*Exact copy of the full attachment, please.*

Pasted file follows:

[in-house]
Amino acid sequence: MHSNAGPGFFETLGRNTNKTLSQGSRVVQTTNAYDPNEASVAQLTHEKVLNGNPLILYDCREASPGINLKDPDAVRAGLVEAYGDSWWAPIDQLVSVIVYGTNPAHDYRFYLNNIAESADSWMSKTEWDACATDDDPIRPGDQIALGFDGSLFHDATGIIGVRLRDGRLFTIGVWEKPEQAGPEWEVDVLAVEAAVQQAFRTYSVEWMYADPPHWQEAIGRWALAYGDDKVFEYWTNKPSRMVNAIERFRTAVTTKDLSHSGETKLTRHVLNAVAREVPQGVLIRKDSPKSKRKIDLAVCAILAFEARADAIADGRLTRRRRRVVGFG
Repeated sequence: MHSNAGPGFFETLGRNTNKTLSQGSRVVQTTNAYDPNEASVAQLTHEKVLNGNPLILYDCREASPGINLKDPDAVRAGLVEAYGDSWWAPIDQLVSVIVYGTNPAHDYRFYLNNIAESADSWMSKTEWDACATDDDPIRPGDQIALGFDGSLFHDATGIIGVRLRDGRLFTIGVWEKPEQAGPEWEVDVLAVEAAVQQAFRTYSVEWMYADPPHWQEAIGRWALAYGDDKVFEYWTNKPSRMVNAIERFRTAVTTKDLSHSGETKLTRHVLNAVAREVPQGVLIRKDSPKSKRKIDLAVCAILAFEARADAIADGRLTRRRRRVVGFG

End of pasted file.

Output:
[in-house]
Amino acid sequence: MHSNAGPGFFETLGRNTNKTLSQGSRVVQTTNAYDPNEASVAQLTHEKVLNGNPLILYDCREASPGINLKDPDAVRAGLVEAYGDSWWAPIDQLVSVIVYGTNPAHDYRFYLNNIAESADSWMSKTEWDACATDDDPIRPGDQIALGFDGSLFHDATGIIGVRLRDGRLFTIGVWEKPEQAGPEWEVDVLAVEAAVQQAFRTYSVEWMYADPPHWQEAIGRWALAYGDDKVFEYWTNKPSRMVNAIERFRTAVTTKDLSHSGETKLTRHVLNAVAREVPQGVLIRKDSPKSKRKIDLAVCAILAFEARADAIADGRLTRRRRRVVGFG
Repeated sequence: MHSNAGPGFFETLGRNTNKTLSQGSRVVQTTNAYDPNEASVAQLTHEKVLNGNPLILYDCREASPGINLKDPDAVRAGLVEAYGDSWWAPIDQLVSVIVYGTNPAHDYRFYLNNIAESADSWMSKTEWDACATDDDPIRPGDQIALGFDGSLFHDATGIIGVRLRDGRLFTIGVWEKPEQAGPEWEVDVLAVEAAVQQAFRTYSVEWMYADPPHWQEAIGRWALAYGDDKVFEYWTNKPSRMVNAIERFRTAVTTKDLSHSGETKLTRHVLNAVAREVPQGVLIRKDSPKSKRKIDLAVCAILAFEARADAIADGRLTRRRRRVVGFG